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College Development Theory Paper-Pfeiffer, B

College Development Theory Paper-Pfeiffer, B - Andrews...

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Andrews University School of Education EXPERIENTIAL LEARNING A Learning Theory Research Paper In Partial Fulfillment of the Requirements for EDAL 675: College Student Development Theory By Brenda L. Pfeiffer April 2009
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EXPERIENTIAL LEARNING Introduction "Tell me, and I will forget. Show me, and I may remember. Involve me, and I will understand.” This quote by Confucius in 450 BC summarizes the basis of David A. Kolb’s theory of experiential learning. Experiential learning theory explores a circular cycle that involves experience, reflection, conceptualization, action, and continued experience. Kolb’s theory is both deep and broad, yet it does come under quite a bit of criticism. Because of Kolb's original research in the early 1980’s that built on the research by Lewin (1942), Dewey (1938), Honey and Mumford (1982), Piaget (1971) and Saljo (1979), application and significant influence has been made to further understanding of how people learn, how trainers train, how individuals select careers, and how teachers teach. I have chosen this learning theory to research because of my interest in how students learn, specifically in the area of correlating active learning activities in the classroom with effective learning and satisfaction of the learning experience. In addition, I am specifically interested in how healthcare students select a field of study; I believe that there is a direct correlation with learning styles and career selection. In this paper I will give an overview of the theory, and then site the implications to educators, classroom techniques, and a student’s career choice. Overview of Kolb’s Theory of Experiential Learning Experiential learning can apply to any kind of learning. What makes experiential learning experiential is “the experience”; however, experiential learning defined by Kolb’s theory is not just happenstance. Experiential learning, formally, is structured learning guided by a four-stage 2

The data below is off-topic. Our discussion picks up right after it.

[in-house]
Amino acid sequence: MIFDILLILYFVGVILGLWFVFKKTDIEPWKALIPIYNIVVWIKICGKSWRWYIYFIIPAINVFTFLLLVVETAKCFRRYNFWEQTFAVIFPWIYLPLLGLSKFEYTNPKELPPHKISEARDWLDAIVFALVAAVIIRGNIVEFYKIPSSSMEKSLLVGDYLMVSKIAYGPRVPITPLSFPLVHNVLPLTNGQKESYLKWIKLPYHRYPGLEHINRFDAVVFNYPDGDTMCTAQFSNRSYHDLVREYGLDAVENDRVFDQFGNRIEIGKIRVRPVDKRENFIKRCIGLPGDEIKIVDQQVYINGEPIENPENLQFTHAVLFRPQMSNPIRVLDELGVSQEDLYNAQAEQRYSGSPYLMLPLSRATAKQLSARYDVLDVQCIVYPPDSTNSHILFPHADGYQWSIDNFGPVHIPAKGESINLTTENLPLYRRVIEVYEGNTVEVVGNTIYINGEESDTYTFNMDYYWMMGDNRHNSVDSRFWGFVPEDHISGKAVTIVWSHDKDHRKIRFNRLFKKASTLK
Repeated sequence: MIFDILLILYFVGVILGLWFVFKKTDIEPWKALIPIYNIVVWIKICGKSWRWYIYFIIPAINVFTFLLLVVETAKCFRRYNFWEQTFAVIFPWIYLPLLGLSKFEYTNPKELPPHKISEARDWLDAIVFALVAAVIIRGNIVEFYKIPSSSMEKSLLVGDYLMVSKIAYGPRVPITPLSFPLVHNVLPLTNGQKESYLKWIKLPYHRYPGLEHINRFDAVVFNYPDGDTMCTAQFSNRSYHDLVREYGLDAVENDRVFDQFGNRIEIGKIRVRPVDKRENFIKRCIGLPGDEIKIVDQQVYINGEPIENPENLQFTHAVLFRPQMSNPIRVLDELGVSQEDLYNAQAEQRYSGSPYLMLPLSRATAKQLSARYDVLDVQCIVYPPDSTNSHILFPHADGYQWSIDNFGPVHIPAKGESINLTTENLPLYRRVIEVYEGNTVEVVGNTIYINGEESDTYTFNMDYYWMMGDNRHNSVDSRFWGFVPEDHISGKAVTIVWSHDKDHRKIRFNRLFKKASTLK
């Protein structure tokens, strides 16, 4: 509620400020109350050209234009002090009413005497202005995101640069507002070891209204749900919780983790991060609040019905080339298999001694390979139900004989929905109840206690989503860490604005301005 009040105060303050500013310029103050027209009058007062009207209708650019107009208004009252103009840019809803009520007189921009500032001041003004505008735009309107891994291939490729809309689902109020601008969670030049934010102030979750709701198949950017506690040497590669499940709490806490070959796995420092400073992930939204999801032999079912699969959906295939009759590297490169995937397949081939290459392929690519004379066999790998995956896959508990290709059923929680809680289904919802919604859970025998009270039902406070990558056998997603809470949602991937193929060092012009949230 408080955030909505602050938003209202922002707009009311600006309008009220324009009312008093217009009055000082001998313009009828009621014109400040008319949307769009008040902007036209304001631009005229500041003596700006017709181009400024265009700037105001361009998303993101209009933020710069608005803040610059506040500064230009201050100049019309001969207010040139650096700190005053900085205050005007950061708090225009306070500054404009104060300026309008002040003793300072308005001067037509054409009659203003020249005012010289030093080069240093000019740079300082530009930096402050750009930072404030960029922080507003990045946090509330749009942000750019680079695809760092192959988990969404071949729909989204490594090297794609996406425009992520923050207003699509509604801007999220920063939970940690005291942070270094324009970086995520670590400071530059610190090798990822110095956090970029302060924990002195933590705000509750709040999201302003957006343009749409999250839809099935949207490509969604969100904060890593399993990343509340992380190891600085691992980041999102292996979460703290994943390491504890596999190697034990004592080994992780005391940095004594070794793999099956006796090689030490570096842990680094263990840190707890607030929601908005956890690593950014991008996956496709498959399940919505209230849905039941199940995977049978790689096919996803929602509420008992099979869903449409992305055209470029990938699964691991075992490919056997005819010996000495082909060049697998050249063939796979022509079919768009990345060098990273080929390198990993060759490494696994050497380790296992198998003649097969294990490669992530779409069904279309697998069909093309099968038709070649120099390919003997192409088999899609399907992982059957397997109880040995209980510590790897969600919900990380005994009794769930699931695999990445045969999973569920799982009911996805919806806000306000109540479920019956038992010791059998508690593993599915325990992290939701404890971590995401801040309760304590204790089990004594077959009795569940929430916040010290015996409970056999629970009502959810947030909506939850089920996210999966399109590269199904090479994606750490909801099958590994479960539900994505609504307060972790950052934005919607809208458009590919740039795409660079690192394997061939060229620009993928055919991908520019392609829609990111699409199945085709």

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cyclical model of experiential learning. Informal examples of experiential learning is unintended or accidental learning resulting from performing activities or being involved in an experience. Inspired by the work of Kurt Lewin (1942), Atherton (2002) says, “Kolb (1984) provides one of the most useful descriptive models of the adult learning process available.” The beginning stages of experiential theory can also be seen in Saljo's (1979) hierarchy of student views of learning. Saljo’s study involved 90 Swedish adults and teenagers with different levels of formal education. They were interviewed about their own learning experiences and techniques, as well s asked about what they actually meant by learning. The concept was defined in a variety of ways by the subjects: (1) an increase in knowledge (merely a synonym for the word learning); (2) memorizing; (3) an acquisition of facts or principles, which can be retained and used in practice; (4) an abstraction of meaning; and (5) an interpretive process aimed at understanding reality. The
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